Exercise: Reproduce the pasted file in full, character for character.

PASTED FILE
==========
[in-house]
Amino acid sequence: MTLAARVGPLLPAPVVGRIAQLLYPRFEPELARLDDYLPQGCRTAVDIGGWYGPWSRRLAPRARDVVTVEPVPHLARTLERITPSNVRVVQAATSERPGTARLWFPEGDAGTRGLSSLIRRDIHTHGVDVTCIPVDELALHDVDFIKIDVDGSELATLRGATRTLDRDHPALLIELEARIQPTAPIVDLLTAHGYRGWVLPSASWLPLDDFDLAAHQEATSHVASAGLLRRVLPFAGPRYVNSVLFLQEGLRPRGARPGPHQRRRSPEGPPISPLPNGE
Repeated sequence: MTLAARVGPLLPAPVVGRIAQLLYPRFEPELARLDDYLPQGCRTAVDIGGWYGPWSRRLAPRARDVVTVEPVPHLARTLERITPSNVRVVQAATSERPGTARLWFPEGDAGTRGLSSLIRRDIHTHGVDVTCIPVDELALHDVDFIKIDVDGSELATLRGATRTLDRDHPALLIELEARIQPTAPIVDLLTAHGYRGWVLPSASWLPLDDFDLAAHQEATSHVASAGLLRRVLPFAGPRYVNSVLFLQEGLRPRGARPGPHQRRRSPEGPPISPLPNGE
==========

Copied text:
[in-house]
Amino acid sequence: MTLAARVGPLLPAPVVGRIAQLLYPRFEPELARLDDYLPQGCRTAVDIGGWYGPWSRRLAPRARDVVTVEPVPHLARTLERITPSNVRVVQAATSERPGTARLWFPEGDAGTRGLSSLIRRDIHTHGVDVTCIPVDELALHDVDFIKIDVDGSELATLRGATRTLDRDHPALLIELEARIQPTAPIVDLLTAHGYRGWVLPSASWLPLDDFDLAAHQEATSHVASAGLLRRVLPFAGPRYVNSVLFLQEGLRPRGARPGPHQRRRSPEGPPISPLPNGE
Repeated sequence: MTLAARVGPLLPAPVVGRIAQLLYPRFEPELARLDDYLPQGCRTAVDIGGWYGPWSRRLAPRARDVVTVEPVPHLARTLERITPSNVRVVQAATSERPGTARLWFPEGDAGTRGLSSLIRRDIHTHGVDVTCIPVDELALHDVDFIKIDVDGSELATLRGATRTLDRDHPALLIELEARIQPTAPIVDLLTAHGYRGWVLPSASWLPLDDFDLAAHQEATSHVASAGLLRRVLPFAGPRYVNSVLFLQEGLRPRGARPGPHQRRRSPEGPPISPLPNGE